Cheating is not cheating unless caught. Whereupon a charge of "timber shifting" (the pieces usually having been made from a cut up broom handle) can be issued, returning a piece to its rightful place. Any timber shifting call should only come from those playing, hints from the crowd should be restricted to overly complex discussions of tactics or superfluous detail that serves only to distract.

If an 8-piece dicking is threatened, a player may resort to "upboarding" (depositing all pieces onto the floor) but he will be punished for such an action, inline with an 8-piecing, by having his named added to the reverse side of the board.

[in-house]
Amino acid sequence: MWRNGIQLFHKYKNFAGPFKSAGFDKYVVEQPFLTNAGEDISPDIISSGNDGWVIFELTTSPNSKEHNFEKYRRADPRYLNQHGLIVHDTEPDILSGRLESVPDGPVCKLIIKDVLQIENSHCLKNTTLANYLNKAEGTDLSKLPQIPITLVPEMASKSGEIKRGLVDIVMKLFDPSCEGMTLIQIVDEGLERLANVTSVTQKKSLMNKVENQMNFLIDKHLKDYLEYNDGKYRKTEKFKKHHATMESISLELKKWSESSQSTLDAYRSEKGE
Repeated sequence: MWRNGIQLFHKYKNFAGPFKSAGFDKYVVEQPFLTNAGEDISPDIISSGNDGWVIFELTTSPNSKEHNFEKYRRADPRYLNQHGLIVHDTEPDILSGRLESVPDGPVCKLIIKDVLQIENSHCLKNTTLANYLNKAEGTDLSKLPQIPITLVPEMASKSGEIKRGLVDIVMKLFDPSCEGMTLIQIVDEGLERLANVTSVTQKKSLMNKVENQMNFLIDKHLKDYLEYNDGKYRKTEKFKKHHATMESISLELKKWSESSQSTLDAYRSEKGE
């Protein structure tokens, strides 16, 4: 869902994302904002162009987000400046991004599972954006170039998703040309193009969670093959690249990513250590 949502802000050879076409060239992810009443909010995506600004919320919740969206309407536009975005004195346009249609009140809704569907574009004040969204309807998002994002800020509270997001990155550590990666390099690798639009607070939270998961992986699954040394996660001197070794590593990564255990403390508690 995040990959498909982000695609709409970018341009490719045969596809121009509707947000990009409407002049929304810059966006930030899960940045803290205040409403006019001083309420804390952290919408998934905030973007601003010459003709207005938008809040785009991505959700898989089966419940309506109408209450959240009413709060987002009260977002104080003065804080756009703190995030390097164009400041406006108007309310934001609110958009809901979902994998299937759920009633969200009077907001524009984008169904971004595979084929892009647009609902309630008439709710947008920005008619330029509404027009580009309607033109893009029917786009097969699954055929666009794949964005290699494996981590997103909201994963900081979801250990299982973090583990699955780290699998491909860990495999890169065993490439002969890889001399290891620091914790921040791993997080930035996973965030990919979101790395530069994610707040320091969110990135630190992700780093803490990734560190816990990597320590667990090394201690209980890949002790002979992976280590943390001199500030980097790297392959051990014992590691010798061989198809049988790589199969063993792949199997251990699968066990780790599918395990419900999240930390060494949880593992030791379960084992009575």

A "stand up" finish is for the more debonair player who wishes to finish in style. When requiring a number to finish that is possible from one dice throw. The player can state "stand up finish", throw his dice, stand up and walk away from the game without looking at the resulting throw in the hope that the correct number has appeared and he has won. Failing to do so, results in a slinking back to the board to continue, accompanied by polite banter from those present.

In the event of an extended dispute over any specialised local rules one of the players can request to see the rules, RAF legend has it that the rules are printed on the underside of the board. The game is over as soon as the board is flipped to check the rules.

See also[edit]

  • Ludo—uses the same gameboard


  1. ^ Irving, John James Cawdell, Royal Navalese:A Glossary of Forecastle and Quarterdeck Words and Phrases 1946
  2. ^ a b "Personal Time - Uckers". Retrieved 2011-09-17. 
  3. ^ Rick Jolly (2000). Jackspeak: A Guide to British Naval Slang & Usage. FoSAMMA. ISBN 0-9514305-2-1. 

External links[edit]